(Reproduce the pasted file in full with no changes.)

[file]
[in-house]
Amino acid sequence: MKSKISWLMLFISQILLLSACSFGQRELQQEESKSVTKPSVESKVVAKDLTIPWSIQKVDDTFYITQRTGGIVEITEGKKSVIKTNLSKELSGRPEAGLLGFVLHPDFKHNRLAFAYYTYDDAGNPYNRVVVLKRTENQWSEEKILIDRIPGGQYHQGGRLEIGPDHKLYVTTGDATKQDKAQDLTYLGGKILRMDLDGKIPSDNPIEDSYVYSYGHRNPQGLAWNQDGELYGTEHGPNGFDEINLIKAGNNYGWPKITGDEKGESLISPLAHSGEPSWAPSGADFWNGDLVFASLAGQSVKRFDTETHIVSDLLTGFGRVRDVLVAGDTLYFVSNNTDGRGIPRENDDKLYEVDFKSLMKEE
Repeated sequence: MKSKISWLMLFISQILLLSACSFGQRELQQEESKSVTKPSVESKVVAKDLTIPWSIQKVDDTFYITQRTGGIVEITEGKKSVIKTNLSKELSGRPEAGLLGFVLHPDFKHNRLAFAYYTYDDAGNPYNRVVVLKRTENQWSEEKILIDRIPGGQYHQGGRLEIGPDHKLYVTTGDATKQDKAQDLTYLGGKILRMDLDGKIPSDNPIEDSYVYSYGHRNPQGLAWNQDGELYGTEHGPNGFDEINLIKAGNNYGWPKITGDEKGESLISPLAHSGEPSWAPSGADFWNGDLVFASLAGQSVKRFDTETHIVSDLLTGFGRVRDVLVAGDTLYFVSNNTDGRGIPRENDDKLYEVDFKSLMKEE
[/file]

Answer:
[in-house]
Amino acid sequence: MKSKISWLMLFISQILLLSACSFGQRELQQEESKSVTKPSVESKVVAKDLTIPWSIQKVDDTFYITQRTGGIVEITEGKKSVIKTNLSKELSGRPEAGLLGFVLHPDFKHNRLAFAYYTYDDAGNPYNRVVVLKRTENQWSEEKILIDRIPGGQYHQGGRLEIGPDHKLYVTTGDATKQDKAQDLTYLGGKILRMDLDGKIPSDNPIEDSYVYSYGHRNPQGLAWNQDGELYGTEHGPNGFDEINLIKAGNNYGWPKITGDEKGESLISPLAHSGEPSWAPSGADFWNGDLVFASLAGQSVKRFDTETHIVSDLLTGFGRVRDVLVAGDTLYFVSNNTDGRGIPRENDDKLYEVDFKSLMKEE
Repeated sequence: MKSKISWLMLFISQILLLSACSFGQRELQQEESKSVTKPSVESKVVAKDLTIPWSIQKVDDTFYITQRTGGIVEITEGKKSVIKTNLSKELSGRPEAGLLGFVLHPDFKHNRLAFAYYTYDDAGNPYNRVVVLKRTENQWSEEKILIDRIPGGQYHQGGRLEIGPDHKLYVTTGDATKQDKAQDLTYLGGKILRMDLDGKIPSDNPIEDSYVYSYGHRNPQGLAWNQDGELYGTEHGPNGFDEINLIKAGNNYGWPKITGDEKGESLISPLAHSGEPSWAPSGADFWNGDLVFASLAGQSVKRFDTETHIVSDLLTGFGRVRDVLVAGDTLYFVSNNTDGRGIPRENDDKLYEVDFKSLMKEE